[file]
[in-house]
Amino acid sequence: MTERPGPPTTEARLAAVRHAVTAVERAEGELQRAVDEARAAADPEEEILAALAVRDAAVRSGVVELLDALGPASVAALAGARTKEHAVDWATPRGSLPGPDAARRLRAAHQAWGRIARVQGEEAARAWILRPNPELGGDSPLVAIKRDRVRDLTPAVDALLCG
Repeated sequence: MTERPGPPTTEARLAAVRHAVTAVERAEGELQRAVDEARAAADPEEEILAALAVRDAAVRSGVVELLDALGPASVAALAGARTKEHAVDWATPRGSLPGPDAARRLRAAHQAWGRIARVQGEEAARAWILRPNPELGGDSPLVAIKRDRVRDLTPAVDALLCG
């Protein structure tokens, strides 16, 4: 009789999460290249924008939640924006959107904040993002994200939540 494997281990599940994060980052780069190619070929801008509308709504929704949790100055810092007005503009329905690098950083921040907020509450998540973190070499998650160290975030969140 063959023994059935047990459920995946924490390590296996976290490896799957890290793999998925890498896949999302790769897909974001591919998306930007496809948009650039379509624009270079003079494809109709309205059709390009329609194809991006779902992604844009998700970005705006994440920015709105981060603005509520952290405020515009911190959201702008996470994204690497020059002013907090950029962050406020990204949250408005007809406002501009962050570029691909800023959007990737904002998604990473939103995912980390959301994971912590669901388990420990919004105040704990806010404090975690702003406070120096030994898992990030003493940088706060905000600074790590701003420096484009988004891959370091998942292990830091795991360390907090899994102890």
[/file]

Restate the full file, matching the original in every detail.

[in-house]
Amino acid sequence: MTERPGPPTTEARLAAVRHAVTAVERAEGELQRAVDEARAAADPEEEILAALAVRDAAVRSGVVELLDALGPASVAALAGARTKEHAVDWATPRGSLPGPDAARRLRAAHQAWGRIARVQGEEAARAWILRPNPELGGDSPLVAIKRDRVRDLTPAVDALLCG
Repeated sequence: MTERPGPPTTEARLAAVRHAVTAVERAEGELQRAVDEARAAADPEEEILAALAVRDAAVRSGVVELLDALGPASVAALAGARTKEHAVDWATPRGSLPGPDAARRLRAAHQAWGRIARVQGEEAARAWILRPNPELGGDSPLVAIKRDRVRDLTPAVDALLCG
């Protein structure tokens, strides 16, 4: 009789999460290249924008939640924006959107904040993002994200939540 494997281990599940994060980052780069190619070929801008509308709504929704949790100055810092007005503009329905690098950083921040907020509450998540973190070499998650160290975030969140 063959023994059935047990459920995946924490390590296996976290490896799957890290793999998925890498896949999302790769897909974001591919998306930007496809948009650039379509624009270079003079494809109709309205059709390009329609194809991006779902992604844009998700970005705006994440920015709105981060603005509520952290405020515009911190959201702008996470994204690497020059002013907090950029962050406020990204949250408005007809406002501009962050570029691909800023959007990737904002998604990473939103995912980390959301994971912590669901388990420990919004105040704990806010404090975690702003406070120096030994898992990030003493940088706060905000600074790590701003420096484009988004891959370091998942292990830091795991360390907090899994102890």